This outfit actually manages to mix three patterns: gingham checks, floral and dots (on the square). When you have a chaotic pattern, I often find it’s good to bring some order to your outfit by introducing strong patterns that are uniform in nature. Checks, grids, evenly-spaced stripes and dots all help contrast the randomness with some visual normality. The point is to bring some balance.
It’s for this reason that I think it’s dangerous to wear a chaotic necktie in paisley (or worse: a Jerry Garcia design) on a solid suit with a solid shirt and a no square (or a solid one). You have nothing to counterbalance that out-of-control element and frame it. The print just gets the run of the solid-palette yard and takes over. Visually, it’s distressing to witness and often I think it’s a sign of an unsophisticated dresser who says, “Oh, I’m totally going to wear this wacky, crazy, cool tie!” and seeks to make that something that will get him noticed. You’ll often find these people wearing novelty, cartoon or “holiday print” ties. Or worse, ones designed by Ed Hardy.
Stripes vs. stripes:
Beginner advice often says to avoid “stripes on stripes”, but don’t pay that much attention. You can have stripes on stripes — but you want to avoid having stripes of the same width on both your shirt and tie. Basically, if you have a pinstriped shirt, then avoid wearing a tie that also has pinstripes. Got a bengal striped shirt? Then don’t wear a tie with equally wide stripes as the shirt. My advice is to just know what kind of striped shirts you have and then buy striped ties that have a much more varied pattern.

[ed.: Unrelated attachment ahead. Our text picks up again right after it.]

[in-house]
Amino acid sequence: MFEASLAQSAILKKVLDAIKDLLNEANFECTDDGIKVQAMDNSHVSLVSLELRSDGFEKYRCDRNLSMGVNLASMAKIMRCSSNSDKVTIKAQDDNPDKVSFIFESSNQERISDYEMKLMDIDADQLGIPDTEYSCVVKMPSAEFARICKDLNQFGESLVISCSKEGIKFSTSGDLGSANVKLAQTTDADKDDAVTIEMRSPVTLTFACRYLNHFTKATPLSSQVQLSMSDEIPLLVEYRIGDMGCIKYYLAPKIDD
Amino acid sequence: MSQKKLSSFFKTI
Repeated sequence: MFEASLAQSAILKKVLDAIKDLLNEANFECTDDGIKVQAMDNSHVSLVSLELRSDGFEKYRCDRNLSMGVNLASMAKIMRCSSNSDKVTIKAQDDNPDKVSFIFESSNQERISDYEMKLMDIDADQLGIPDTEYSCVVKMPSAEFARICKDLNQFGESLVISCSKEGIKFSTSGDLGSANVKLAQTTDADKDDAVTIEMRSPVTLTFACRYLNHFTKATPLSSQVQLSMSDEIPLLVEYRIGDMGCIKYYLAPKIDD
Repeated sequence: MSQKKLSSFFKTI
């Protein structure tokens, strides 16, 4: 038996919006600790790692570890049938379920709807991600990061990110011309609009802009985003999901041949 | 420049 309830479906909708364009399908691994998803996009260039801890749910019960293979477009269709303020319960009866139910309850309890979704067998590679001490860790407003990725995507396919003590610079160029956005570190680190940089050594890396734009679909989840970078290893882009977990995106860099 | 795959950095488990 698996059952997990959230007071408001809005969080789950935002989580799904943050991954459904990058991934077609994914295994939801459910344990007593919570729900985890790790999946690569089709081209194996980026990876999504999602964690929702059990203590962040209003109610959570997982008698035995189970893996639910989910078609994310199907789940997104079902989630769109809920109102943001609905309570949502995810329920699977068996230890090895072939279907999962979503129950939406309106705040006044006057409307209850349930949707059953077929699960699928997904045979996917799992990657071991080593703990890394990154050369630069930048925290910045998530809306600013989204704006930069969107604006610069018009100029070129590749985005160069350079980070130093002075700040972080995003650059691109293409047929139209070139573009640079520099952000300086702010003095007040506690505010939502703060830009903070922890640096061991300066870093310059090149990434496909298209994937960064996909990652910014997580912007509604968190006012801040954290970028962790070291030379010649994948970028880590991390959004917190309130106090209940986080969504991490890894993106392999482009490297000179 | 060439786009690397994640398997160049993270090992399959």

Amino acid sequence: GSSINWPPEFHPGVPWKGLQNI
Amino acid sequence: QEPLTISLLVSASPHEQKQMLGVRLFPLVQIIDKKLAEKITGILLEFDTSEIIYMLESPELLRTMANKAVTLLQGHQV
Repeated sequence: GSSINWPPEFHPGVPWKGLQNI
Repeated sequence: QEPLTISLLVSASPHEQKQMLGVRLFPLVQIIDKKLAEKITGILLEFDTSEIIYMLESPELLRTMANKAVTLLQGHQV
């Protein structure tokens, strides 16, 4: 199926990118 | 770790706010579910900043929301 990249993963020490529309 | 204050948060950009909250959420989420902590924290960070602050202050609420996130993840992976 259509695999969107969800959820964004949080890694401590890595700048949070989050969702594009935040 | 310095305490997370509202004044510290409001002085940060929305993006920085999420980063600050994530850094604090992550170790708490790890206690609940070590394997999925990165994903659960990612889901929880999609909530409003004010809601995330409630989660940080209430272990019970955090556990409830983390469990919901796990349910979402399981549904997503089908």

Stripes vs. checks:
The rules here are somewhat similar to the stripes-on-stripes rules: try to vary the proportion of your stripes and your checks in each element. The checks on the tie are larger than the stripe width on the shirt. You want visual disparity in terms of proportion when playing with these patterns which are composed of linear elements. The eye shouldn’t have a hard time telling them apart.
Checks vs. checks:
Oh sh*t! It’s just checks on checks on checks! A houndstooth check shirt with a Prince of Wales check tie with a windowpane check jacket. Again, the way to make this work is to not only vary the proportion of the different check patterns, but to also vary the types of checks being used.
One of the hardest things to do is manage to bring together four unique patterns together in an outfit. Like what’s going on above. It’s easier to do if you stick to a monochrome theme, but it looks even dandier if you go for several colors at once. Definitely not for beginners, but it’s worth giving it a shot to teach yourself about pattern and color mixing/matching. It’s not something I do often — frankly, my mind isn’t that alert in the morning.
You can either mix or match patterns, but you should try to vary the proportionality and size when matching (or even mixing, but it’s not as necessary when mixing). Keep in mind color rules while thinking about patterns. Tame chaotic patterns with orderly elements. Try to achieve visual balance.
If you want to really learn a lot more about pattern mixing (and about just every single topic in menswear), I suggest picking up Alan Flusser’s “Dressing the Man”, which goes over this topic quite nicely.